The Gay Health Network (GHN) has welcomed the National Drug Strategy 2017 – 2025 as it is the first such strategy in Ireland to identify the need for the information and prevention strategies specifically targeted towards the LGBT+ community.
We must ensure that all our efforts are person-centred and health-led
The strategy makes reference to chemsex, which GHN lauds in a press statement in the hopes of a “widening of resource provision” for services which would help to deal with “sexual, mental and addiction health.”
Yesterday, Taoiseach Leo Varadkar, Minister for Health Simon Harris and Minister of State Catherine Byrne were among those at the announcement of the new National Drug Strategy.
— Leo Varadkar (@campaignforleo) July 17, 2017
“Ireland has a problem with substance misuse. Rates of drug use in Ireland have risen significantly over the past decade,” Varadkar said.
Harris spoke of the need to reduce harm with a quarter of Irish adults having tried “an illegal drug at least once”.
“If we are to reduce the dreadful harm caused [by alcohol and drug abuse] and support recovery, then we must ensure that all our efforts are person-centred and health-led. We must ensure that this ambitious new strategy is about action and delivery.”
GHN praised this person-centred approach in a statement today.
“The Gay Health Network (GHN) welcomes the National Drug Strategy, the first of its kind to specifically mention the need for targeted harm-reduction, education and prevention measures that are tailored towards the LGBTI community,” the GHN statement reads.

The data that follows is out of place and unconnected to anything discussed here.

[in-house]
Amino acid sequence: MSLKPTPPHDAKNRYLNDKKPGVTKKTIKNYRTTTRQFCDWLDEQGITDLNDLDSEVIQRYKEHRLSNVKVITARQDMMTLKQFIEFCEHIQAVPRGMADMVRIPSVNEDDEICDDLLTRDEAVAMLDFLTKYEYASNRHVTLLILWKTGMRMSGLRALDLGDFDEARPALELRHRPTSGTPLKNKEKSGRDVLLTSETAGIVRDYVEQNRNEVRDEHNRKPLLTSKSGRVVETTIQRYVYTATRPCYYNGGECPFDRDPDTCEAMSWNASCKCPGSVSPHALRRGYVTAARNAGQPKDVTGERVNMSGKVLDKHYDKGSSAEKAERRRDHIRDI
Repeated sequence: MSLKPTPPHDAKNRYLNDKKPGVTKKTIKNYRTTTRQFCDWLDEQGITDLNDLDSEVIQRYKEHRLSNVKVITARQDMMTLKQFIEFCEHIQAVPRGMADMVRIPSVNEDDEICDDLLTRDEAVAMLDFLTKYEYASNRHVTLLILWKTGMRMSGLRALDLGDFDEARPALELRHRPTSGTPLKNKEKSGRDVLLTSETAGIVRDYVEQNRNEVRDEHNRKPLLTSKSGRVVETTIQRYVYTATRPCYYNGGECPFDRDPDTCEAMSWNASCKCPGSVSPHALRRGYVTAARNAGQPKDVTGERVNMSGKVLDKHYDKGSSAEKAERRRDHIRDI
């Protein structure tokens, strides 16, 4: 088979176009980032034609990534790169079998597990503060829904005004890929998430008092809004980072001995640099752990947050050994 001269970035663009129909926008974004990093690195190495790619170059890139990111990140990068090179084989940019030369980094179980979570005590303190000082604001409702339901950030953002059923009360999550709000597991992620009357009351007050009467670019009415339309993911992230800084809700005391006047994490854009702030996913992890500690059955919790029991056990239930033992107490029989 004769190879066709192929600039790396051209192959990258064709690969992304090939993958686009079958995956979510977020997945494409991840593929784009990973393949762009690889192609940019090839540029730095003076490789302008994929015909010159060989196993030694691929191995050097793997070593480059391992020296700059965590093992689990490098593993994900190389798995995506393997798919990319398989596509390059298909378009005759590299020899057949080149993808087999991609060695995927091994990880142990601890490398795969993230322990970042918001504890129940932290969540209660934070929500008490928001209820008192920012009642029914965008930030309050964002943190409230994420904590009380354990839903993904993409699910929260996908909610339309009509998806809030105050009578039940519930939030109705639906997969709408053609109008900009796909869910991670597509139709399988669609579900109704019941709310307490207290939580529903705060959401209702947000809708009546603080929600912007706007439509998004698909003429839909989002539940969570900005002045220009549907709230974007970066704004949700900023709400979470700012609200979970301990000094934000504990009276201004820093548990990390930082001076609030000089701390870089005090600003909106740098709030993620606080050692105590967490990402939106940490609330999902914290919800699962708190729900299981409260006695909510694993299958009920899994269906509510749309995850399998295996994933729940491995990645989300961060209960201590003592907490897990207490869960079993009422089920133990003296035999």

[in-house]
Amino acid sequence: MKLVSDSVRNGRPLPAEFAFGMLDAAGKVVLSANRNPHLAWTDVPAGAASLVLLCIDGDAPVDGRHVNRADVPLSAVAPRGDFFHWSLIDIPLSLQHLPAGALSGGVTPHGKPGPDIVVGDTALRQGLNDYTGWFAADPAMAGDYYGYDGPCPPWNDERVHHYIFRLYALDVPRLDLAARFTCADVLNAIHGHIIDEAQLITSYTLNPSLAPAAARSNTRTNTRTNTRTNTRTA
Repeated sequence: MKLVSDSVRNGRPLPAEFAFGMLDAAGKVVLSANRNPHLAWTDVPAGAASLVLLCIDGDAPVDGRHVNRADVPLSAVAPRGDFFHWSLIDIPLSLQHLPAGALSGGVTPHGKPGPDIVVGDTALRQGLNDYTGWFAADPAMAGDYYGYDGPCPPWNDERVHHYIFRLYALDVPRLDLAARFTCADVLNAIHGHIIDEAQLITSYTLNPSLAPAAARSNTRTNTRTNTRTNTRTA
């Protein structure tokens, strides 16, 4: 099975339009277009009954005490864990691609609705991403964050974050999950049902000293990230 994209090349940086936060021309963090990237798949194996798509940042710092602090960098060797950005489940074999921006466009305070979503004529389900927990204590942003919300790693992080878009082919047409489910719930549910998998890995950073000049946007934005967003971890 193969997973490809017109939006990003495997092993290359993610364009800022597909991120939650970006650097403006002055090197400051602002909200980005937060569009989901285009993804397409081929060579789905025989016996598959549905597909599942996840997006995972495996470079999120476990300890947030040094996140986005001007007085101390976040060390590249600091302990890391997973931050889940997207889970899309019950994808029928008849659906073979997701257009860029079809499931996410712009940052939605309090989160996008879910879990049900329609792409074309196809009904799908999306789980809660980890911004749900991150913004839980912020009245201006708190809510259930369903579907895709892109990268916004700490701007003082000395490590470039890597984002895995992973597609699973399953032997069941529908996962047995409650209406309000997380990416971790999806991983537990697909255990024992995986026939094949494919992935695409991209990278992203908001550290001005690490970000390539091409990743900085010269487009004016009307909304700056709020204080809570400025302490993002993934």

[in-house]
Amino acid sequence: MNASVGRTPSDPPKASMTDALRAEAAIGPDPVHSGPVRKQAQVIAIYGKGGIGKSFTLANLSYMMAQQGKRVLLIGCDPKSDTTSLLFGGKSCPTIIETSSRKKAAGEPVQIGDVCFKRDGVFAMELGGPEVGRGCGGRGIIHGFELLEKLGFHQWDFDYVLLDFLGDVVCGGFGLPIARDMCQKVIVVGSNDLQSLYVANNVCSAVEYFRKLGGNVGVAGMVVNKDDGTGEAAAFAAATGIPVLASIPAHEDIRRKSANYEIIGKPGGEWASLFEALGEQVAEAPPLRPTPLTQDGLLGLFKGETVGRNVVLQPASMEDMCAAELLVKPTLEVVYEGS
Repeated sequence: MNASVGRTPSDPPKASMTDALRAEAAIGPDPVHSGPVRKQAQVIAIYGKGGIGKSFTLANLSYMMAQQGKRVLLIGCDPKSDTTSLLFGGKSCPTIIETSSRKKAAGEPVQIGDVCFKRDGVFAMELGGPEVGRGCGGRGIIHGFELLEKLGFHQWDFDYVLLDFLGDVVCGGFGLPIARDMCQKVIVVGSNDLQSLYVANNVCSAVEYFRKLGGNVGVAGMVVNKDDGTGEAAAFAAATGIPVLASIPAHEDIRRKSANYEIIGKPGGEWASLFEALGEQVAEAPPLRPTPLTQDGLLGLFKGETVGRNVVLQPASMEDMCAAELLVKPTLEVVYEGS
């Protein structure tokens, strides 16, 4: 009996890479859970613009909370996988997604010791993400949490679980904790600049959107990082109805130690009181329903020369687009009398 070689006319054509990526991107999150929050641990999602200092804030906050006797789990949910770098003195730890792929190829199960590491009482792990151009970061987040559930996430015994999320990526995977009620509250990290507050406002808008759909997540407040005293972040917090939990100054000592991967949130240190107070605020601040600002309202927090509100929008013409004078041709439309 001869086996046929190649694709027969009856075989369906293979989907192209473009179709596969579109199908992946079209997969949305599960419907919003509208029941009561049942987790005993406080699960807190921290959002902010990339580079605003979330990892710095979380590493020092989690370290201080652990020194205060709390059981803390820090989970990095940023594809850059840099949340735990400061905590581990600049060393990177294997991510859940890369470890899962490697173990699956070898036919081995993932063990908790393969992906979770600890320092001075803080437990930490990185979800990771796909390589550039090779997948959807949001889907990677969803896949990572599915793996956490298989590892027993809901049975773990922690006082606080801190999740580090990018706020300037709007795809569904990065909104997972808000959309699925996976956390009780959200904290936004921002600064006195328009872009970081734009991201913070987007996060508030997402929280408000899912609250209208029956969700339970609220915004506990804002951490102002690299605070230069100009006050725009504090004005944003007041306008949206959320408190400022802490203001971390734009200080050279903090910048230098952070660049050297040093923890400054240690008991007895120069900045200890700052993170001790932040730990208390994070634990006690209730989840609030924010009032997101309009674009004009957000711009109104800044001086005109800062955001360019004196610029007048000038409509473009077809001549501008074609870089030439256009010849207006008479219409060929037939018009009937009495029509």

“GHN particularly welcomes the commitment to improve the capacity of services to accommodate the needs of drug users from specific communities, of which LGBTI people are included.
“The strategy includes an action point for the need to provide addiction supports in non-traditional settings with particular reference to chemsex. GHN hopes this signals a widening of resource provision for services attempting to bridge the gap between sexual, mental and addiction health.”
Decriminalisation of Drug Possession
Varadkar indicated that an expert group would examine the possibility of decriminalising the possession of small quantities of drugs.
Such a change could prove a powerful step towards addressing addiction and substance abuse as a public health, not a criminal justice, matter.
In Portugal, where decriminalisation of possession has been implemented since 2001, there has been some evidence that the number of people seeking treatment for drug use has increased while illegal drug use has declined.
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